Bill Giving Judges More Discretion In Child Support Contests Advances

, New Jersey Law Journal


The New Jersey Senate Judiciary Committee on Monday endorsed legislation that would give judges greater leeway in determining when child support should be stopped or extended.

The bill, S-1567, passed without opposition and now goes to the full Senate for consideration.

It has the support of the state Administrative Office of the Courts. "We've been working on this for 15 years," AOC legislative liaison Daniel Phillips testified. "It makes the system more efficient and allows us to focus on cases that need enforcement."

The measure provides that a child can be considered emancipated if he or she is 18 and has graduated from high school, gets married, joins the armed forces, no longer attends post-secondary school, is employed full time or fails to provide the parent with copies of course grades and transcripts.

At the same time, the bill codifies a judge's authority to extent child support payments beyond the child's 18th birthday for an unmarried child who is financially dependent because of a mental or physical disability or is attending college or if there are other exceptional circumstances.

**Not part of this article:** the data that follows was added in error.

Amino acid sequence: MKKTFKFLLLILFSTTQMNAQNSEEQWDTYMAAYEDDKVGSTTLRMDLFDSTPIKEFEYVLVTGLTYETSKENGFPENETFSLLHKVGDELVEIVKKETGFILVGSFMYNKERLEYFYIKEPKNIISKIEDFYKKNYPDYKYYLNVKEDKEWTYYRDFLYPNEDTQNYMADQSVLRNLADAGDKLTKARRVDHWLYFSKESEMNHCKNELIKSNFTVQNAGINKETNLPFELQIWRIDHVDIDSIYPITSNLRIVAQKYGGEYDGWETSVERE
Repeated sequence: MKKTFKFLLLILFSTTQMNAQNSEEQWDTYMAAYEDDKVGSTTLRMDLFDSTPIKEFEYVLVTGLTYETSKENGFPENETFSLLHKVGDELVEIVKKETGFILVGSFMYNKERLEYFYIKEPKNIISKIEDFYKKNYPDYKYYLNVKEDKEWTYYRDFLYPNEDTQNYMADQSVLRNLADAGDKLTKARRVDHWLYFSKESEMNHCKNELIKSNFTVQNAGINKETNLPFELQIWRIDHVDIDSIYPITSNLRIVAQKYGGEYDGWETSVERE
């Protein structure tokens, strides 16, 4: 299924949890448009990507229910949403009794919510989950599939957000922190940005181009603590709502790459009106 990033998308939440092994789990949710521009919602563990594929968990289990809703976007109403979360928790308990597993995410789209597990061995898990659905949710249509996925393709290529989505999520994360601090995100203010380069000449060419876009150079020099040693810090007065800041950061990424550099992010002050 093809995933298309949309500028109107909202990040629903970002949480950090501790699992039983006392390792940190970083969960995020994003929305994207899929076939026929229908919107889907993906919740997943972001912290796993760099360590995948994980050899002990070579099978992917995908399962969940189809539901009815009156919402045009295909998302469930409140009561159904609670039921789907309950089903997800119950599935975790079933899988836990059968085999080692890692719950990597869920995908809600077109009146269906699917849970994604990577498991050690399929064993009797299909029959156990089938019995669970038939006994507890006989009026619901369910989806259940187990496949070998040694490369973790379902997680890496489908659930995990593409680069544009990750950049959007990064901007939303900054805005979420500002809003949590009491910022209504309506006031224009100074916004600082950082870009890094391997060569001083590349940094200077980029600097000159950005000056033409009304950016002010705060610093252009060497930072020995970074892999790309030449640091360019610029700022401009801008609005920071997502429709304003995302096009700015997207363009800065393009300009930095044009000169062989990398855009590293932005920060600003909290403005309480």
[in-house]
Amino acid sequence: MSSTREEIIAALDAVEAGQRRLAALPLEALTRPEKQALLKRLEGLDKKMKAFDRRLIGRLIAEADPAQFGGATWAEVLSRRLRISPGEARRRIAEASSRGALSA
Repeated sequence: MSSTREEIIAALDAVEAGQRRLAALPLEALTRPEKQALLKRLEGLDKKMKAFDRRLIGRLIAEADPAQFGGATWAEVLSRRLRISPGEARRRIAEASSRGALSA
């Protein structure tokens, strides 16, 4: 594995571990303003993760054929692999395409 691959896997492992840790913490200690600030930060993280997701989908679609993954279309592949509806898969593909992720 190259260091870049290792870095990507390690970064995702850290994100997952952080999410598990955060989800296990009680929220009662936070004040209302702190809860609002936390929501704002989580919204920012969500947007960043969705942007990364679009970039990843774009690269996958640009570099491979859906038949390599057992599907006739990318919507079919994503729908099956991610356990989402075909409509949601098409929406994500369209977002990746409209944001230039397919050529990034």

The state Supreme Court ruled in Newburgh v. Arrigo, 88 N.J. 529 (1982), that judges could order a non-custodial parent to continue paying child support after the child turns 18 if the child is attending college.

If a judge terminates child support, the bill requires the AOC's probation division to notify the recipient by mail. The recipient would have the right to file a written objection within 30 days of the notice.

No further hearings will be held if there is no written objection before the 30-day deadline expires, the bill says. The recipient may be allowed to ask for reinstatement if he or she does not receive the notice.

Even though a judge may terminate child support, that does not mean arrearages are nullified.

Phillips said that under the bill the parent charged with paying child support must erase any arrearages unless a judge adjusts the amount owed. The probation division will continue to enforce the amount until the arrearages are paid.

The legislation would not apply to child support provisions contained in orders or judgments entered by a foreign jurisdiction and registered in New Jersey for modification or enforcement.

The bill is sponsored by Sen. Shirley Turner, D-Mercer. There is no companion measure in the Assembly.

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